A few weeks ago, some close friends of ours who live in our old neighborhood invited us over for a backyard fire and visit.  We drove by the old house, of course.  I was HORRIFIED to see how they were taking care of my little old house.  I poured lots of hours of love, sweat, and blood into that yard.  And it looked like hell.  The gorgeous reticulated cedar had been butchered.  The grass needed cutting and it just made me sad.  But, it didn't make me feel like I had a home there.  It was just a house.  It was no longer my home.

And then my mom's statement.  Brave.  Neither P nor I thought twice about sledging out that wall to see if there was a rehabilitatable ice box there.  We had confidence in our skills, our house, and our ability to make it work.  
Bravery or stupidity?

So, to answer the question, it wasn't a single moment that made me realize I was at home in this house.  It was a series of smaller realizations.  Home is an emotion, like love, that grows in fits and starts, until one day your realize that it's taken over your whole life and has sucked all the money out of your wallet it's just home.

Thursday, May 19, 2011

Random thoughts on design

First,  thank you to everyone who posted a comment yesterday.  It was the cherry on my sundae (hmm, maybe I should have posted that last Sunday, oh well).  It did really make my day.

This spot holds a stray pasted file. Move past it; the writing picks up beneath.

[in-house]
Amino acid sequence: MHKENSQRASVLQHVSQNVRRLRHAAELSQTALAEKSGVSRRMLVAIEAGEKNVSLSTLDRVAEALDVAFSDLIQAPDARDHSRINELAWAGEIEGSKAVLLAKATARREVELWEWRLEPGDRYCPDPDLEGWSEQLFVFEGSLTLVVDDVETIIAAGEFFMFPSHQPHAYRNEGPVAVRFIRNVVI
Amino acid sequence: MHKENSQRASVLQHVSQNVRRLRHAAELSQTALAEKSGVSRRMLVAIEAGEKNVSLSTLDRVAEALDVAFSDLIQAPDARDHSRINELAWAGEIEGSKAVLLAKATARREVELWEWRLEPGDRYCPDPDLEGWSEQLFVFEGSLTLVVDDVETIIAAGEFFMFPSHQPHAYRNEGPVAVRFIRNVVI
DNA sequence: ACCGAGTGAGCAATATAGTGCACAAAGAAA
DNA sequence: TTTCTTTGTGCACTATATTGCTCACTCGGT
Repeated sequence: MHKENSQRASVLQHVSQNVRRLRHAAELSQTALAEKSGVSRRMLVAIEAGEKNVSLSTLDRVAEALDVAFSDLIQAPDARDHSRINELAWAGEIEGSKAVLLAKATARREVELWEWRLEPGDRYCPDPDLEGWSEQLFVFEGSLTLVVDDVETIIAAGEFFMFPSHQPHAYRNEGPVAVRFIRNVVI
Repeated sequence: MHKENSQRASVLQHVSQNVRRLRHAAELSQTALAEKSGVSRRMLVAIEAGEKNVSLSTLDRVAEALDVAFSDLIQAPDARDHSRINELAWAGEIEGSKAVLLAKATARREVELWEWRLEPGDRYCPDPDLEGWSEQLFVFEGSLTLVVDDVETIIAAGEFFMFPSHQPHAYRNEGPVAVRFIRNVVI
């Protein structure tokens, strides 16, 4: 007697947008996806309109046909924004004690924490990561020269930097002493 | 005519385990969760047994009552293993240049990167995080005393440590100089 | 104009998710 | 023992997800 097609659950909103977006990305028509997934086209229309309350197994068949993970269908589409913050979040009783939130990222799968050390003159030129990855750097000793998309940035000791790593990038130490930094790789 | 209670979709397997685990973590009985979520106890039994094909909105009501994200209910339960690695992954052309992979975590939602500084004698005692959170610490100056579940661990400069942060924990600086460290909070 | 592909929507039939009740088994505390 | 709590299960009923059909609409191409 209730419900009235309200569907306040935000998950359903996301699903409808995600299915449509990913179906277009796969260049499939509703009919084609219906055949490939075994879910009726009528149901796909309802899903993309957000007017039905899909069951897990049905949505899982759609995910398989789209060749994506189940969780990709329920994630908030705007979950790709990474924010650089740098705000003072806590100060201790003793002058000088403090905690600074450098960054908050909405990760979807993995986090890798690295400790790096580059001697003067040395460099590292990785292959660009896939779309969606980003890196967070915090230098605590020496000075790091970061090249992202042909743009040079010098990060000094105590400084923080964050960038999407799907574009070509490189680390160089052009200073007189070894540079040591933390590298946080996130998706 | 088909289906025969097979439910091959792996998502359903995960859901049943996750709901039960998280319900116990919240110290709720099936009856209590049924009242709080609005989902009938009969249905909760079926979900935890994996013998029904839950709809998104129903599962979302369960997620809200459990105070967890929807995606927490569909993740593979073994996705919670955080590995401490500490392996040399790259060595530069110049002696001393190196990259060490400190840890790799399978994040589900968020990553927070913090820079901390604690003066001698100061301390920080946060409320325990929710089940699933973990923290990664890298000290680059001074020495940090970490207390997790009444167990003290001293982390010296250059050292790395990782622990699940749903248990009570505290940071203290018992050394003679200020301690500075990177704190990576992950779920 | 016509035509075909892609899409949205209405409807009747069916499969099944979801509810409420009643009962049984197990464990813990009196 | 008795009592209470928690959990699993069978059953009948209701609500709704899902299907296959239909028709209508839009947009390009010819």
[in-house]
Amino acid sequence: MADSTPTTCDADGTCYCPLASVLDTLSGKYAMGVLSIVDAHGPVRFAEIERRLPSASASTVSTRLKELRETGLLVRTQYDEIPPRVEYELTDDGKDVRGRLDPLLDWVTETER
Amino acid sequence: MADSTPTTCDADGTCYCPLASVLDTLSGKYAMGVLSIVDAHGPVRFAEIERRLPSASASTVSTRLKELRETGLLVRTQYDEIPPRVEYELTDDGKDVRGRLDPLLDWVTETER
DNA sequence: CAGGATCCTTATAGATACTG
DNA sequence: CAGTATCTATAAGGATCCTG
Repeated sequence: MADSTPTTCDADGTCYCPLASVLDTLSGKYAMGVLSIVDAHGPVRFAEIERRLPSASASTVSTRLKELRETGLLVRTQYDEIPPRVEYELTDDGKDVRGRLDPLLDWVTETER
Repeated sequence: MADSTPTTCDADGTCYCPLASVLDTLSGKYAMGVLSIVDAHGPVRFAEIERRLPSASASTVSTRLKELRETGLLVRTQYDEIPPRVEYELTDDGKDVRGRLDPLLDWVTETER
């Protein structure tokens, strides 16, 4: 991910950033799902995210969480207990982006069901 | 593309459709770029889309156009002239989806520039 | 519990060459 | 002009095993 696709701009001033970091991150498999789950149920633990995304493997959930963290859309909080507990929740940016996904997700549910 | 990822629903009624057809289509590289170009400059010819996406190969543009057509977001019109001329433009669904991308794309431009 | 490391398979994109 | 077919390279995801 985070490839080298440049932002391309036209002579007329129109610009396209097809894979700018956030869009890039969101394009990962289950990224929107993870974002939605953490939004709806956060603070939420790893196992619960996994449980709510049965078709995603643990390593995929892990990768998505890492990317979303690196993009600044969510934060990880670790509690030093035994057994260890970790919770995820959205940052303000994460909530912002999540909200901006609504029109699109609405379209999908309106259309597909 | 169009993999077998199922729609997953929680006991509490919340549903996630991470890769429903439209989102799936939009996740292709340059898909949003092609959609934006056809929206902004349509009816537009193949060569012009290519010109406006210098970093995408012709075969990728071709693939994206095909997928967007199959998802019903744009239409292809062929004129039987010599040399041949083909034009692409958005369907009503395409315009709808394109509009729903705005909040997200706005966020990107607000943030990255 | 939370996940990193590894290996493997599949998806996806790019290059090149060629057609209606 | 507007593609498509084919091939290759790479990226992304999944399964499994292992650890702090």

Given that I've spent the past three weekends gardening, I don't have anything house related to post just yet.  We're going to get back on house reno this weekend.  I should have something to post then.

So, in the mean time, I saw these two pics and just had to comment.

I can't say that I have brilliant taste or a stellar design style.  Maybe I'm too "bougie" or "pedestrian" or even "low class".  I'm willing to accept that.  But some of this stuff, it just hits me between the eyes like a bullet, and that's not a good thing.   Let's examine, shall we?

Remodelista featured a hotel in Turkey.
This lighting fixture looks exactly like my car's air filter.  I'm not a mechanic and I don't change my own oil or anything, but I can recognize an air filter.  Not sure it's something I would want in my dining room.  I would kill for a pair of chairs like that however. 

Now, you know that if you had this bedroom in your house, someone (most likely me) would hang their dirty clothes from those branches, right?  Night gown, sweats, dirty jeans, all of it would get draped over those branches.

Do you ever just look at some images and think "um...wha?"?

Wednesday, May 18, 2011


Blogging is an odd thing.  It sorta feels like you're talking to yourself alone in an empty room.  You wonder if anyone is out there.

When I met Karen last weekend, we spoke about how odd it is.  You are alone in front of your computer and have no clue if anyone is out there reading what you are writing.  Do they like you?  Are they interested in what you have to say?  It's like being back in high school again.  You're left alone with all your own insecurities and no one to give you a reality check.

Can I ask you a favor?  If you are out there reading this, let me know.  Just say "hello"  or "good job"  or even "you suck"  something to let me know that I am not alone in a room talking to myself. Cause that means I am crazy.

Monday, May 16, 2011

More cool people!

I met Karen of Darling Octopus on Saturday.  She was having her Open House and she happens to live in my neighborhood.  She does wonderful things with paint and fabric to old, beat up furniture.  It doesn't hurt that she has adorable kids and a super nice husband. He also runs the Byrd Park Community Website.